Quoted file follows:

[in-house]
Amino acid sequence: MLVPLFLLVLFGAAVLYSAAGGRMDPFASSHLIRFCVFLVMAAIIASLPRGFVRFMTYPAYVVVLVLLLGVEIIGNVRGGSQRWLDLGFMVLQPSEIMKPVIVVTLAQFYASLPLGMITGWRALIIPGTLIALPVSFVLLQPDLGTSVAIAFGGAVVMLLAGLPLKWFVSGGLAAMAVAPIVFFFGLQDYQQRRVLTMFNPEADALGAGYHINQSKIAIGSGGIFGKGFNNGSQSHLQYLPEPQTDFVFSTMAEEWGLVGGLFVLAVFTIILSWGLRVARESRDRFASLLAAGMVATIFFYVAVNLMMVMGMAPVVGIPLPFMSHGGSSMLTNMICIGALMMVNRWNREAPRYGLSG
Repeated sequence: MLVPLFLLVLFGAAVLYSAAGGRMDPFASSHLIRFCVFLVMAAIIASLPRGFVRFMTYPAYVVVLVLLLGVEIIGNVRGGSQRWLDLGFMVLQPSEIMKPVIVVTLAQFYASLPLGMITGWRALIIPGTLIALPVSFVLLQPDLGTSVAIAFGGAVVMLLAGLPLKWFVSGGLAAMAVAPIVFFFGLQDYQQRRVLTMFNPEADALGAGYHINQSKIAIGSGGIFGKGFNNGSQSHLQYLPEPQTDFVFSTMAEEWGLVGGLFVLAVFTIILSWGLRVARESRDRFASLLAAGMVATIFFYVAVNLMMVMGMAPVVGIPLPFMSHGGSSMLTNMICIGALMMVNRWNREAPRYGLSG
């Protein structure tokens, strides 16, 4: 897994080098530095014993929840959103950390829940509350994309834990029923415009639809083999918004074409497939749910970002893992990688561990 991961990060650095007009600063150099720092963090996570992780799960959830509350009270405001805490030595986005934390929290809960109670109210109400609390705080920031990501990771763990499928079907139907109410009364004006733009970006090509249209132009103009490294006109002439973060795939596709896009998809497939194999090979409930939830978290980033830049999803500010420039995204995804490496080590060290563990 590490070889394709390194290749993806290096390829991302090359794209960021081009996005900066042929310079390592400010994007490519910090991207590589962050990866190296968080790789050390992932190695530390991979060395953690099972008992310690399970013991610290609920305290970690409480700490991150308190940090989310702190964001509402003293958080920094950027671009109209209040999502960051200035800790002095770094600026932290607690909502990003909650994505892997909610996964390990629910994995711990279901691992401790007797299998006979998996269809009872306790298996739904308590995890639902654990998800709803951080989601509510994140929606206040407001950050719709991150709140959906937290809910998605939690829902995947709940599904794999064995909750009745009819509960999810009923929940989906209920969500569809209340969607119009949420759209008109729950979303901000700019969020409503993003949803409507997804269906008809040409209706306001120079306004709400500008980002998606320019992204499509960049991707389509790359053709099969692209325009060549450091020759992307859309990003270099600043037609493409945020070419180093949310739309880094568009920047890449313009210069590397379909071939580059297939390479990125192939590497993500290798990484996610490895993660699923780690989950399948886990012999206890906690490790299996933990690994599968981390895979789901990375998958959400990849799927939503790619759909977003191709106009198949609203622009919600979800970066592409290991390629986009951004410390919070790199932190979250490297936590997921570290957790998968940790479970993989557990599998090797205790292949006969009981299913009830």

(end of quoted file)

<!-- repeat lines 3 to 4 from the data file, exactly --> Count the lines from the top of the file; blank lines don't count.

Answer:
Repeated sequence: MLVPLFLLVLFGAAVLYSAAGGRMDPFASSHLIRFCVFLVMAAIIASLPRGFVRFMTYPAYVVVLVLLLGVEIIGNVRGGSQRWLDLGFMVLQPSEIMKPVIVVTLAQFYASLPLGMITGWRALIIPGTLIALPVSFVLLQPDLGTSVAIAFGGAVVMLLAGLPLKWFVSGGLAAMAVAPIVFFFGLQDYQQRRVLTMFNPEADALGAGYHINQSKIAIGSGGIFGKGFNNGSQSHLQYLPEPQTDFVFSTMAEEWGLVGGLFVLAVFTIILSWGLRVARESRDRFASLLAAGMVATIFFYVAVNLMMVMGMAPVVGIPLPFMSHGGSSMLTNMICIGALMMVNRWNREAPRYGLSG
């Protein structure tokens, strides 16, 4: 897994080098530095014993929840959103950390829940509350994309834990029923415009639809083999918004074409497939749910970002893992990688561990 991961990060650095007009600063150099720092963090996570992780799960959830509350009270405001805490030595986005934390929290809960109670109210109400609390705080920031990501990771763990499928079907139907109410009364004006733009970006090509249209132009103009490294006109002439973060795939596709896009998809497939194999090979409930939830978290980033830049999803500010420039995204995804490496080590060290563990 590490070889394709390194290749993806290096390829991302090359794209960021081009996005900066042929310079390592400010994007490519910090991207590589962050990866190296968080790789050390992932190695530390991979060395953690099972008992310690399970013991610290609920305290970690409480700490991150308190940090989310702190964001509402003293958080920094950027671009109209209040999502960051200035800790002095770094600026932290607690909502990003909650994505892997909610996964390990629910994995711990279901691992401790007797299998006979998996269809009872306790298996739904308590995890639902654990998800709803951080989601509510994140929606206040407001950050719709991150709140959906937290809910998605939690829902995947709940599904794999064995909750009745009819509960999810009923929940989906209920969500569809209340969607119009949420759209008109729950979303901000700019969020409503993003949803409507997804269906008809040409209706306001120079306004709400500008980002998606320019992204499509960049991707389509790359053709099969692209325009060549450091020759992307859309990003270099600043037609493409945020070419180093949310739309880094568009920047890449313009210069590397379909071939580059297939390479990125192939590497993500290798990484996610490895993660699923780690989950399948886990012999206890906690490790299996933990690994599968981390895979789901990375998958959400990849799927939503790619759909977003191709106009198949609203622009919600979800970066592409290991390629986009951004410390919070790199932190979250490297936590997921570290957790998968940790479970993989557990599998090797205790292949006969009981299913009830």